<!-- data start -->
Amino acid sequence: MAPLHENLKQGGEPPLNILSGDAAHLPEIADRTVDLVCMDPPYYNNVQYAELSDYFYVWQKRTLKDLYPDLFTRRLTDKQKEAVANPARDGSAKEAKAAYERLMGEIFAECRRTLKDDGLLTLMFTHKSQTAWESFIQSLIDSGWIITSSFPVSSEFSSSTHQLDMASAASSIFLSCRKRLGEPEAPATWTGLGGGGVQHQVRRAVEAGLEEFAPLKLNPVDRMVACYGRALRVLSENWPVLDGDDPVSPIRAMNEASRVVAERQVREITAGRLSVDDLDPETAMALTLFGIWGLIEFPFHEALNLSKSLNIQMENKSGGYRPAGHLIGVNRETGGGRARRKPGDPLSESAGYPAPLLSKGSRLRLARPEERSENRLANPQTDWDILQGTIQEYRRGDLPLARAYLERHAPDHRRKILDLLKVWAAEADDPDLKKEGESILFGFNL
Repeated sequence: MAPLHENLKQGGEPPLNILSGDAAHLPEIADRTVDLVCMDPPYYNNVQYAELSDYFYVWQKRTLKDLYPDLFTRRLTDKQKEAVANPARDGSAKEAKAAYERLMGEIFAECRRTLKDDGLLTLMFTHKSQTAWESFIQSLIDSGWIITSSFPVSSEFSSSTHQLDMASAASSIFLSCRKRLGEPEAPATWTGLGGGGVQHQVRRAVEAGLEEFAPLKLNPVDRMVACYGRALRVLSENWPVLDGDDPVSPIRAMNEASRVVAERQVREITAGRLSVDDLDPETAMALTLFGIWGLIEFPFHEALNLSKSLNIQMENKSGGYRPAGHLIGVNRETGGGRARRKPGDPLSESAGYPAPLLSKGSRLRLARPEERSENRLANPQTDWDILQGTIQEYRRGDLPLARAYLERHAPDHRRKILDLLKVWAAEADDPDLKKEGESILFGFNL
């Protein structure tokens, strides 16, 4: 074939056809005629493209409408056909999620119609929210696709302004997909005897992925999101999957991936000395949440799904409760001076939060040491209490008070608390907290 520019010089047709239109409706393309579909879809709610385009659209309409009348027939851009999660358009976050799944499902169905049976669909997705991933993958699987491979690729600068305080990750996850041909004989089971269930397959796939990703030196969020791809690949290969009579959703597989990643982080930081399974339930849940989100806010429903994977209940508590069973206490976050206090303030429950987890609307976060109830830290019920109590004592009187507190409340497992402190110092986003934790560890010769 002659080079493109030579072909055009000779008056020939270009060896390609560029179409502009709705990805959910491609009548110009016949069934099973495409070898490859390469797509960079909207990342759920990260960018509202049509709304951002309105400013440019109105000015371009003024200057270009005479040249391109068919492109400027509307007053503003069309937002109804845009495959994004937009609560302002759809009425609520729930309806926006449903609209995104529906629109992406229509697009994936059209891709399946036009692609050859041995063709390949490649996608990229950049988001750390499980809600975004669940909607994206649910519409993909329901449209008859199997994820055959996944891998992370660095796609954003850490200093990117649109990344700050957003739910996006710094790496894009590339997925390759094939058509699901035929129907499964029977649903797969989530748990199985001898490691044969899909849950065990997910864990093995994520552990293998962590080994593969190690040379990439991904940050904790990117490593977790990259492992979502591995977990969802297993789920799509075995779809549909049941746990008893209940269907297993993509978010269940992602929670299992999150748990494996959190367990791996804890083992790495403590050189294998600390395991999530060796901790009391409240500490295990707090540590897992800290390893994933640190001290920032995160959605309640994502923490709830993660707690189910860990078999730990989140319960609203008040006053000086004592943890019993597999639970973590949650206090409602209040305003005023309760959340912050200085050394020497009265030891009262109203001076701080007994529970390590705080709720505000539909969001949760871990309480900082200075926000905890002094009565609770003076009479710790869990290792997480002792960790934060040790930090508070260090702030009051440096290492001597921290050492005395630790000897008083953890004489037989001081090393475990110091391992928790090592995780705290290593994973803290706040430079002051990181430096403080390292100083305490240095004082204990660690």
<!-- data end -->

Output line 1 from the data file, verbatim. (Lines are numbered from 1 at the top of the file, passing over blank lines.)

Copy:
Amino acid sequence: MAPLHENLKQGGEPPLNILSGDAAHLPEIADRTVDLVCMDPPYYNNVQYAELSDYFYVWQKRTLKDLYPDLFTRRLTDKQKEAVANPARDGSAKEAKAAYERLMGEIFAECRRTLKDDGLLTLMFTHKSQTAWESFIQSLIDSGWIITSSFPVSSEFSSSTHQLDMASAASSIFLSCRKRLGEPEAPATWTGLGGGGVQHQVRRAVEAGLEEFAPLKLNPVDRMVACYGRALRVLSENWPVLDGDDPVSPIRAMNEASRVVAERQVREITAGRLSVDDLDPETAMALTLFGIWGLIEFPFHEALNLSKSLNIQMENKSGGYRPAGHLIGVNRETGGGRARRKPGDPLSESAGYPAPLLSKGSRLRLARPEERSENRLANPQTDWDILQGTIQEYRRGDLPLARAYLERHAPDHRRKILDLLKVWAAEADDPDLKKEGESILFGFNL